Page 29 - Jewish Book Annual Volume 37

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WALDEN / AMERICAN JEWISH NOVEL
21
people, anti-Semitism, the War, middlebrow America, and the
a ttem p t to unders tand himself and the society he inhabited.
T h a t some o f the works fall short o f excellence may be true;
tha t they are the re fo re irre levan t to the main lines o f develop­
ment o f American fiction is absurd . T he fact o f the ir quest for
identity, the effo rt to create a literature in a non-WASP context,
the excellent and near-excellent quality o f the work seem to me
significant because they created a new gen re in litera tu re and
dem onstrated tha t the American Jew was beginning to feel at
home. Because o f the writings o f the “Jewish Th irties ,” fertile,
talented minds, conversant with the subject, created the images o f
the American Jew; the gross, distorted portra its o f the past, as a
result, have been dissolved in the subtler and more artful, and
thus true r , images o f the American Jewish moderns.
NEW PROBLEMS
By the 1920s, America’s Jews, now American Jews, with one
foot in the Old Country and one in the New, were struggling with
problems no longer tied to the ghetto. As Jews, the ir adherence to
traditional values and ethics was honored . As American Jews,
shown in Samuel O rn itz’s anonymously published novel
Haunch,
Paunch and Jowl
(1923), the compulsion to succeed and to wield
power, no ma tter how correctly, surfaced for the first time.
Though it was an isolated case, su rrounded by pathos and humor,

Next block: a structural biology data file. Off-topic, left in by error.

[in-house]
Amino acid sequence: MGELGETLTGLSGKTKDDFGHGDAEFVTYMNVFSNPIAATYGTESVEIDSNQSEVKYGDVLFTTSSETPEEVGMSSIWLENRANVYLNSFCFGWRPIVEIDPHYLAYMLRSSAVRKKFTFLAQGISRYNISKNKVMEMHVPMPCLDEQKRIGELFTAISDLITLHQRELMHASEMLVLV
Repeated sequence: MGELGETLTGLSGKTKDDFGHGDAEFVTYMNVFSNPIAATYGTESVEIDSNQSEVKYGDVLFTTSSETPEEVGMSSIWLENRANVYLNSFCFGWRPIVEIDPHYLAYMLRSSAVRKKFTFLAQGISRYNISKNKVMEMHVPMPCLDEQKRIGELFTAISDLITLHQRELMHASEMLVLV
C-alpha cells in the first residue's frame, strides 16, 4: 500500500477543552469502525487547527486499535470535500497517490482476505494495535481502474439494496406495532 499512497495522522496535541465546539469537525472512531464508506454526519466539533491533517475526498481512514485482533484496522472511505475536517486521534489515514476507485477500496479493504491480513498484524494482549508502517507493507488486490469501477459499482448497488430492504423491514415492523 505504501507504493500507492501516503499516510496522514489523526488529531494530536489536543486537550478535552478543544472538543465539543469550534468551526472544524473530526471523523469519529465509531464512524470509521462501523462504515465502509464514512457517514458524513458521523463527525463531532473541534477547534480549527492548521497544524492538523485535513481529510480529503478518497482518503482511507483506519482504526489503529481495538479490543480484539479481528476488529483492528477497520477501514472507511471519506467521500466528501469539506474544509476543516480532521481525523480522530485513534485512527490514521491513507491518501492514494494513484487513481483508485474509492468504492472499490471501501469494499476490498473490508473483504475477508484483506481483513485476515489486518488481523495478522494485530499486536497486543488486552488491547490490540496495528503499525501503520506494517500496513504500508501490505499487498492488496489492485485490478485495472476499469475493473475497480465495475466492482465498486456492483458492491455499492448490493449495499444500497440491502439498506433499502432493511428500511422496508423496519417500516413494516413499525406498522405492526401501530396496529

it went beyond David Levinsky’s acceptable en trep ren eu rsh ip in
its earthiness — so much in the Yiddish trad ition — and g ro ­
tesqueness. Myron Brinig’s
Singermann
saw some o f the same
forces and emotions. In a country in which an allegedly “lost
generation” flourished, emulation was common. As the dram a o f
the generations was played out, Jews as Jews and as American
Jews rebelled against the ir parents, struggled fo r the ir own iden­
tities, succeeded and failed, cried and laughed , as did others.
In the 1930s, in the grip o f the Great Depression, Jews moved
into prom inence in movies, in the theater, and in literature.
L u the r and Stella Adler, Jo h n Garfield, and the playwright Clif­
ford Odets made the ir marks in legitimate theater; Paul Muni,
Edward G. Robinson, Irving Thalberg , and many producers in
Hollywood enriched the screen. In literature, whether through
p ro letarian novels o r novels with social impact, writers fought the
system tha t bound and fough t the ir families as well. Nathaniel